And so, when we look at the issues around gender care of children and households — and elderly family members, as well, is also an issue — we see it in medicine the same as we do everywhere else. It's not just money, because money is helpful but it doesn't solve the problem. It's the actual resource and the availability of the resource. And those are the things that we need to start looking at is, how do we make things easier and fairer? Yes, from a financial point of view, but also from a resource and opportunity point of view.


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Dr. Hill: More and more patients don't have family doctors. More and more doctors are looking for ways to leave. More and more people who graduate family medicine are looking to not practice comprehensive longitudinal family care. And as we see the collapse of family medicine, it's going to spiral into specialist care as well. And the viral effect that's going to have on health care in Ontario is, I don't think I'm overusing the word if I say, kind of terrifying.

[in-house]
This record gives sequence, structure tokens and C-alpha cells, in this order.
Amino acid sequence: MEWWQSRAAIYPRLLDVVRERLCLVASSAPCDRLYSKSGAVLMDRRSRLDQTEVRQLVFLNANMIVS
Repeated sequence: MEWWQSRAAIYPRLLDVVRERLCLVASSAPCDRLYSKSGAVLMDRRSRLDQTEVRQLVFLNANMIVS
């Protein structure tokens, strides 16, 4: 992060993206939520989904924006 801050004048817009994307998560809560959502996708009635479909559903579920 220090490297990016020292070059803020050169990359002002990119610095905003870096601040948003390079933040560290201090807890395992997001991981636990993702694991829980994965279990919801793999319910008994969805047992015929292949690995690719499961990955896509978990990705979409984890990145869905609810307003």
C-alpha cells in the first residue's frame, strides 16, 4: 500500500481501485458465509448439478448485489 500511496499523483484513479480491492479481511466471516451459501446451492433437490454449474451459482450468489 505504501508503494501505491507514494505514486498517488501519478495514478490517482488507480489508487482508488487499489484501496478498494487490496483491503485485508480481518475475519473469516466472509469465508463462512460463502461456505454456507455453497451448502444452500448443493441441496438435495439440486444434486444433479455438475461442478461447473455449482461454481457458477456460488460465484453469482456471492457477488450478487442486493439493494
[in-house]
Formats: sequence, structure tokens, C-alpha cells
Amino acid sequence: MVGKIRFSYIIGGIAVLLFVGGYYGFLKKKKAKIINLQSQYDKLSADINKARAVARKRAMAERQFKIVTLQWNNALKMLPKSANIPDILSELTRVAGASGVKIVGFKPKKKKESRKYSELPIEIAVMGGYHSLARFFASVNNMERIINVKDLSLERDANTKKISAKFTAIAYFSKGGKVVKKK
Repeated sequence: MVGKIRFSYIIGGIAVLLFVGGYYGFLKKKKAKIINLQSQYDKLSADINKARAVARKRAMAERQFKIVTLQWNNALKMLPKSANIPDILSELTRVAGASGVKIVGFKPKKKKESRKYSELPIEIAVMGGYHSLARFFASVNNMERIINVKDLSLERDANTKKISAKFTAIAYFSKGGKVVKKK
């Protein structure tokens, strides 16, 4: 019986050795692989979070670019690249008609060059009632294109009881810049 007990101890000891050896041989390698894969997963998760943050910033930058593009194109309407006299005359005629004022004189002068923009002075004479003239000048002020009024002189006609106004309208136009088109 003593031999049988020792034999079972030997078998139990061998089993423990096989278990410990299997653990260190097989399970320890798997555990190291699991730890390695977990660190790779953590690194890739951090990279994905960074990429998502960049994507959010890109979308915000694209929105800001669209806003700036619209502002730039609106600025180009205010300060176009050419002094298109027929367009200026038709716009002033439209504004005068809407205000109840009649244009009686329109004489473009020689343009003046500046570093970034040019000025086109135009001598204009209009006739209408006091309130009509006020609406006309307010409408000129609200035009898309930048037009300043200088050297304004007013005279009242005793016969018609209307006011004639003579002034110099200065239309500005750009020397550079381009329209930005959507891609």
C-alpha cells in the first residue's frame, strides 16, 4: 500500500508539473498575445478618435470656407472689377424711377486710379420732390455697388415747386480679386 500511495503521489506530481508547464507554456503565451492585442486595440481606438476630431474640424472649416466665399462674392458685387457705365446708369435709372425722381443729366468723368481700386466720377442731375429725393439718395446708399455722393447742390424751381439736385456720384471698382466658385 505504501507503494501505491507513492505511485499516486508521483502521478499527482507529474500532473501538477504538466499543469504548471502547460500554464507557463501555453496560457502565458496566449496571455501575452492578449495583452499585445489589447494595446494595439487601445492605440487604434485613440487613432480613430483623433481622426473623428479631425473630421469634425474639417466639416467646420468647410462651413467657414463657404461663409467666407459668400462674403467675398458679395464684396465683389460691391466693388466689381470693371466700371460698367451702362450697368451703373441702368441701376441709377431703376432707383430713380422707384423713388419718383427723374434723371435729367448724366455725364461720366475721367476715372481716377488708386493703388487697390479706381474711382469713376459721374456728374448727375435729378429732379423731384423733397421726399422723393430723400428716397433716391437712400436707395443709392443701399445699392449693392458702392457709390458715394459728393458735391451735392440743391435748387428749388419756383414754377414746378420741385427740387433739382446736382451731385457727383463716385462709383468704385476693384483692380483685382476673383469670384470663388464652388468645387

I'm not very optimistic that much will have changed in a concrete level a year from now. I just think the problem is too multifaceted for this one change to make a large and concrete difference. 


That being said, we started this conversation by talking about how elated I am that we are beginning to make those changes and beginning to acknowledge it. And my hope, my fervent hope, is that it continues to build steam as it rolls downhill — in this case it's uphill, but it continues to build steam. And that as more people are talking about it, as more efforts are made, that the limitations to what we can do in the current setting become more obvious, that the gaps in fixing the problem become more obvious, and that as the understanding builds, the opportunities to effectuate change and the opportunities to fix the problem increase. And as those opportunities increase, hopefully people take advantage of them and we make things better because incoming generations deserve that, our children's children deserve that. 


And again, I'm not just talking about the physicians, I'm talking about our patients. At the end of the day, I'm talking about the care that our patients get, and that patients should be able to get care from people who look like them and people who sound like them and people who think like them and people who understand them. And anything that we can do to empower that vision is worth doing.


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Balogiannis: This podcast is brought to you by the Ontario Medical Association and is edited and produced by Jodi Crawford Productions. To learn more about the Ontario Medical Association, please visit